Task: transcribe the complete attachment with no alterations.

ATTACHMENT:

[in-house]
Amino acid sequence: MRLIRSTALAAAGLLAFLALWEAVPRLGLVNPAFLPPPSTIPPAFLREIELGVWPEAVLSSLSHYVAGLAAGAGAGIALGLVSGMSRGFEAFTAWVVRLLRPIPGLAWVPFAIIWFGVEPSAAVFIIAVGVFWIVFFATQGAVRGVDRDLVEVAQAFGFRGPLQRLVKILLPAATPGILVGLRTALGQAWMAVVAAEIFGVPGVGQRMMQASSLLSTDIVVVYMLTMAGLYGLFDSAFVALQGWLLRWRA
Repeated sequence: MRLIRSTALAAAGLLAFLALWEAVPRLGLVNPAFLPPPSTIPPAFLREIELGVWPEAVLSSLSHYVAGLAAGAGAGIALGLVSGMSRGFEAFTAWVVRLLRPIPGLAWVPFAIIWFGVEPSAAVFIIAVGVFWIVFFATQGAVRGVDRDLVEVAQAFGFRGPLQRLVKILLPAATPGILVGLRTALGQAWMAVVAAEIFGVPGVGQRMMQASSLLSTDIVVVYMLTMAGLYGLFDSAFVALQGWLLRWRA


[in-house]
Amino acid sequence: MRLIRSTALAAAGLLAFLALWEAVPRLGLVNPAFLPPPSTIPPAFLREIELGVWPEAVLSSLSHYVAGLAAGAGAGIALGLVSGMSRGFEAFTAWVVRLLRPIPGLAWVPFAIIWFGVEPSAAVFIIAVGVFWIVFFATQGAVRGVDRDLVEVAQAFGFRGPLQRLVKILLPAATPGILVGLRTALGQAWMAVVAAEIFGVPGVGQRMMQASSLLSTDIVVVYMLTMAGLYGLFDSAFVALQGWLLRWRA
Repeated sequence: MRLIRSTALAAAGLLAFLALWEAVPRLGLVNPAFLPPPSTIPPAFLREIELGVWPEAVLSSLSHYVAGLAAGAGAGIALGLVSGMSRGFEAFTAWVVRLLRPIPGLAWVPFAIIWFGVEPSAAVFIIAVGVFWIVFFATQGAVRGVDRDLVEVAQAFGFRGPLQRLVKILLPAATPGILVGLRTALGQAWMAVVAAEIFGVPGVGQRMMQASSLLSTDIVVVYMLTMAGLYGLFDSAFVALQGWLLRWRA